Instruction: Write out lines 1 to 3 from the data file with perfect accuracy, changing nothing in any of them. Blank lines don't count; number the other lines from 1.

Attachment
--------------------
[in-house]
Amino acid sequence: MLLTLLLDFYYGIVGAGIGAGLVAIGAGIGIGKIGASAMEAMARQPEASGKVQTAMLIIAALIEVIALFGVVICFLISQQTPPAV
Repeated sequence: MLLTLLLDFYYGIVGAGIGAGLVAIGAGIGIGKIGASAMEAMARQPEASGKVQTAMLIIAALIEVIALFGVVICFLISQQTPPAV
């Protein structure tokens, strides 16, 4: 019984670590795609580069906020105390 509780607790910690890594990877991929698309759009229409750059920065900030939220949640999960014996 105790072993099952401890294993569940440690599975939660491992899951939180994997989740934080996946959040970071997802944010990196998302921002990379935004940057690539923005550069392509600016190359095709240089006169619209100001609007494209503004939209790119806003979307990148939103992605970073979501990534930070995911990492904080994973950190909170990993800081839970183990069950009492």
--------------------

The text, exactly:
[in-house]
Amino acid sequence: MLLTLLLDFYYGIVGAGIGAGLVAIGAGIGIGKIGASAMEAMARQPEASGKVQTAMLIIAALIEVIALFGVVICFLISQQTPPAV
Repeated sequence: MLLTLLLDFYYGIVGAGIGAGLVAIGAGIGIGKIGASAMEAMARQPEASGKVQTAMLIIAALIEVIALFGVVICFLISQQTPPAV